Thousands of tourists file past Leonardo da Vinci’s masterpiece, the “Mona Lisa,” in the Louvre museum in Paris every day. Aside from the fact that this is a masterful artwork, people are also fascinated by the enigmatic facial expression on the face of the painting’s subject. Is she smiling? Or is she smirking or frowning? Science may now have provided us with an answer to this centuries-old question.
According to a study recently published in the journal Scientific Reports, the woman in the painting is smiling.
To arrive at this conclusion, researchers at Germany’s University of Freiburg conducted a series of experiments on people who were looking at the painting. The subjects were first shown a set of black and white photos of the painting. One of the photos was of the original, and the other eight had been digitally manipulated to make the “Mona Lisa” look happier or sadder. These photos were shown in random order to the study participants 30 times, and they were then asked to rate whether the model was happy or sad. The original was described as happy 97 percent of the time.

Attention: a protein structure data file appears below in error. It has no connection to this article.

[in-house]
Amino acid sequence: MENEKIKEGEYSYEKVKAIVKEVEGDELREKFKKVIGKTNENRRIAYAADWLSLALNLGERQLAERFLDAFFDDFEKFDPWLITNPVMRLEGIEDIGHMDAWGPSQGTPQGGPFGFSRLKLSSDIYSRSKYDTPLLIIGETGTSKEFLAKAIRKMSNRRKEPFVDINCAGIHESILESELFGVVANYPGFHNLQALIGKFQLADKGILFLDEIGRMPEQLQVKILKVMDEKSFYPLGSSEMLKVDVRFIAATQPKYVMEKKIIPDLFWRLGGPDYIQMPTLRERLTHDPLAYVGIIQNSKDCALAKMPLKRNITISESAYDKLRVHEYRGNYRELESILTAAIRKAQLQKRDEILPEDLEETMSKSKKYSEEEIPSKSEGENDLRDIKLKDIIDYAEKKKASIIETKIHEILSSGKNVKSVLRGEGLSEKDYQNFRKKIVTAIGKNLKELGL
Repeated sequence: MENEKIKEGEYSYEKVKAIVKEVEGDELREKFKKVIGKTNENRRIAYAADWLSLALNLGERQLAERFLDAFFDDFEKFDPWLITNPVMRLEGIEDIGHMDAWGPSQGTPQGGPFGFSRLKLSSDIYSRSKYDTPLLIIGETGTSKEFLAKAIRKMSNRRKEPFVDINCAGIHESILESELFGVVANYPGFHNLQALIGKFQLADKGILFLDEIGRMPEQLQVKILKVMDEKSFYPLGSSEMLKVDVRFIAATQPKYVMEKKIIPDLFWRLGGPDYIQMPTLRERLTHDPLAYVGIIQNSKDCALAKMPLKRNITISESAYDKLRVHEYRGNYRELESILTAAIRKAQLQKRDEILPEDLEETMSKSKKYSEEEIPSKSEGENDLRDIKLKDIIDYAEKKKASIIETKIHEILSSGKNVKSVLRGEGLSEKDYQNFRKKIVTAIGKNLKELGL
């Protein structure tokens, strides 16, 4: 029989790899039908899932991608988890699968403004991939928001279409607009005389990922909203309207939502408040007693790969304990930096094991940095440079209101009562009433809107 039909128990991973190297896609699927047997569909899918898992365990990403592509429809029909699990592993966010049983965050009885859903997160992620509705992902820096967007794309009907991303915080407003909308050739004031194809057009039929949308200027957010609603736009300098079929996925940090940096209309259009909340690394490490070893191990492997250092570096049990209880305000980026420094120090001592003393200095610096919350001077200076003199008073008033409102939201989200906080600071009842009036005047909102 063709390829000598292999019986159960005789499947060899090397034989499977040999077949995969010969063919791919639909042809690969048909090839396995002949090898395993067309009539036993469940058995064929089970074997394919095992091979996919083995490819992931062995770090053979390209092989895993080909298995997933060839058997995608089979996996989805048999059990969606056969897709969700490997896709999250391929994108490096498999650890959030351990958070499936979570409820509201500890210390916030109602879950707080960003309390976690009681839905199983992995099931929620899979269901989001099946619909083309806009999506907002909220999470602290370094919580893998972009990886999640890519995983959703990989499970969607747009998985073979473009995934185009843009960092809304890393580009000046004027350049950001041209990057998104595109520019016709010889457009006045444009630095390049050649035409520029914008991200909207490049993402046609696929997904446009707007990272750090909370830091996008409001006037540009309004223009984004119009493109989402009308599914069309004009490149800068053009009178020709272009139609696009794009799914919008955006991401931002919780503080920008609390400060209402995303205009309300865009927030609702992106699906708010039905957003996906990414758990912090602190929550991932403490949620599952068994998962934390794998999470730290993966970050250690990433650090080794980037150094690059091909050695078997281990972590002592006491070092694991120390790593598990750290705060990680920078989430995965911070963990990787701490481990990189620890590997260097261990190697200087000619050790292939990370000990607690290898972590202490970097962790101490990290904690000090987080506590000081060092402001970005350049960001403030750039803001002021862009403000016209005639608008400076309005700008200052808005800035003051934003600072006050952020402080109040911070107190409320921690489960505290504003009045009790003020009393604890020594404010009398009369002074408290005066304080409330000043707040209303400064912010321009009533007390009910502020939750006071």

In the second experiment, the subjects were also shown nine photos of the painting, but all eight of the manipulated images were made to frown in this version of the test. The study participants still rated the original painting as happy, but the manipulated versions were believed to be even more sad than before.
Whether this definitively answers the question of Mona Lisa’s true facial expression remains to be seen. To accept the results of this experiment as the final answer would be to decree that majority public opinion corresponds with Leonardo da Vinci’s true intent. In reality, we will probably never know whether da Vinci wanted us to see a smile or a frown on his model’s face. In fact, this ambiguity may have been exactly what the artist intended to convey.
The results of the experiment may show more about how our brains work than it reveals about the thoughts behind Mona Lisa’s eyes. According to one of the study’s authors, it actually shows that our brains are biased to see positive facial expressions. Also, since the study subjects saw a greater degree of sadness when more frowning images were presented, it shows that our perception of mood is not absolute and can adapt based on the range of emotions we see.
Unless someone discovers definitive historical proof of da Vinci’s intent, the debate over the famous lady’s smile will likely continue.